Designing with Data

I've mentioned the Google/Bowman situation about half a year ago, but since then, some interesting things have been written and said about it. Scott Stevenson has revisited the issue, writing:

The idea, I assume, behind using large data sets to make decisions is to remove the human ego from the equation and let the machine be purely objective. The thing that's so vexing about this approach is that it's nearly impossible to argue with because it provides "empirical evidence," and yet there's a lingering "it just doesn't feel right" scent to it. The subtext is that the machine is more perfect than its flawed human counterparts.


Putting trust in the aggregate is useful when you're actually looking for statistical data, but could a computer have ever dreamed up an iPhone? I doubt it.

This vastly overstates how people actually use data. Statistical analysis is not the opposite of design, and it's not a replacement for designers. Instead, it's a tool that every designer should have in her arsenal.

A/B testing doesn't replace designers. It's a method designers use to test their ideas.

In a video on, Marissa Mayer, Google's VP for Search Products & User Experience, talks about how and why Google uses A/B testing. Around minute 14, she explains the now infamous "shades of blue" test Google ran. The and teams used different shades of blue for links, but wanted to use the same color. In order to decide which color to use for both products, they ran tests with a number of colors and actually found a statistically relevant correlation between different colors, and click-through rates.

A/B testing didn't dictate how or should look. Instead, the designers of the two teams decided to use A/B testing as a means of resolving a specific design question.

Marissa Mayer also points out that the results of these tests can be empowering to design teams. Companies have to make money. Since it's not self-evident that good design helps a company increase its profits, design teams often lack authority. A/B testing allows designers to prove that their work is one of the most important factors influencing a company's bottom line.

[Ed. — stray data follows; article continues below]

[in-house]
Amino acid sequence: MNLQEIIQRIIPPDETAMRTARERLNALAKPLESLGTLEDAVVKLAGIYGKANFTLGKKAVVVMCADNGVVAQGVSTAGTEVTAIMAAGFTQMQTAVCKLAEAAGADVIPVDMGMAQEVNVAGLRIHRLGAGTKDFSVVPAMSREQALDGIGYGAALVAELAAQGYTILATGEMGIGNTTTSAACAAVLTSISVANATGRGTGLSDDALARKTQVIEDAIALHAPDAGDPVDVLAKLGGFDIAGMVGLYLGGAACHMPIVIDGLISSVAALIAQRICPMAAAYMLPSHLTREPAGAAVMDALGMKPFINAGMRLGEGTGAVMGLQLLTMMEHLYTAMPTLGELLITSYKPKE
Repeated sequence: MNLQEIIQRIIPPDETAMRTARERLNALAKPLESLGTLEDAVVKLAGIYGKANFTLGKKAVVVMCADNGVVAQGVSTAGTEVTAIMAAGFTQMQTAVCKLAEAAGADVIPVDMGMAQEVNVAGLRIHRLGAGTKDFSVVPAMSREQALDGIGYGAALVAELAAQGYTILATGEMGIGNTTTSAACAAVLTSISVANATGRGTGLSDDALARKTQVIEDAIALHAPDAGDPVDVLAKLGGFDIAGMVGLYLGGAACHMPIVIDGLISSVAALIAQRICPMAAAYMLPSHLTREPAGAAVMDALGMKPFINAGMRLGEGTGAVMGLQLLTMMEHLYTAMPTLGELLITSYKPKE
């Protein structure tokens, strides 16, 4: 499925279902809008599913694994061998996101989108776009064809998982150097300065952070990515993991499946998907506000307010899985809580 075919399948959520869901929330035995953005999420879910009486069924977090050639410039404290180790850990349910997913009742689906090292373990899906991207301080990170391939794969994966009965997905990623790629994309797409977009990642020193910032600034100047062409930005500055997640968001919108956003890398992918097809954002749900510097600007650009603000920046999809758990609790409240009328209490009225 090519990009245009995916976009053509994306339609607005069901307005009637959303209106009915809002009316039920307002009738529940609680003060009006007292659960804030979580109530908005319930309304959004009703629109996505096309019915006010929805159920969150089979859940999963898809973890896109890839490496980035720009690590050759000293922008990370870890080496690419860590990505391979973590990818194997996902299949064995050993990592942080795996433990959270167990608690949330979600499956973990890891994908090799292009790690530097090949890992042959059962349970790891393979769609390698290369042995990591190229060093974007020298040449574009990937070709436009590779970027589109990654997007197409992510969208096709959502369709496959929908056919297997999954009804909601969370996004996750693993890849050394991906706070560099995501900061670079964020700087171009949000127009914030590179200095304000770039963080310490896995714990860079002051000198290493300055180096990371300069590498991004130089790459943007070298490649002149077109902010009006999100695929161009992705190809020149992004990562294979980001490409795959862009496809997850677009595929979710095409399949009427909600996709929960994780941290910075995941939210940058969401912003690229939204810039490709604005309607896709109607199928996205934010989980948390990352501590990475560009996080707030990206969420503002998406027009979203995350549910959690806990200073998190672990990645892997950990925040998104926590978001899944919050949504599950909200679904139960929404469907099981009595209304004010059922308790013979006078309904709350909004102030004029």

TechRadar has an article on Google's design team, which also discusses the Bowman situation. Irene Au, Director of User Experience at Google, explains:

We often will put things out on an experimental framework and look at how they perform, and use that to drive our design decisions. Search is the interface that most of our users are familiar with and so what goes into the search interface is really what drives our visual language.

Search is such a fragile interface. It's humbling to see how the slightest changes in design, just pixel-level changes or barely perceptible changes to colours, can have such a dramatic impact on usage and revenue. At Google, we're in a unique position to measure the impact of design on the business, and we take advantage of that opportunity to make design decisions based on evidence.

We, the people who design software, must keep in mind that we are not designing for an art gallery. Simply creating beautiful things is just not good enough. We are designing products that will be used by humans who want to reach specific goals. We can't just make stuff up and hope that it's good enough. We need to do usability tests, we need to make sure our products are accessible, we need to make sure users can actually reach their goals. Statistical analysis is just one of the tools at our disposal.

The goal is to create something that is both beautiful, as well as usable. That's a challenge, and it's not a challenge a computer can solve. Designers must not be afraid of evidence and statistics and science, because evidence and statistics and science are essential to reaching that goal.

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designed for use cover

But wait, there's more!

Want to read more like this? Buy my book's second edition! Designed for Use: Create Usable Interfaces for Applications and the Web is now available DRM-free directly from The Pragmatic Programmers. Or you can get it on Amazon, where it's also available in Chinese and Japanese.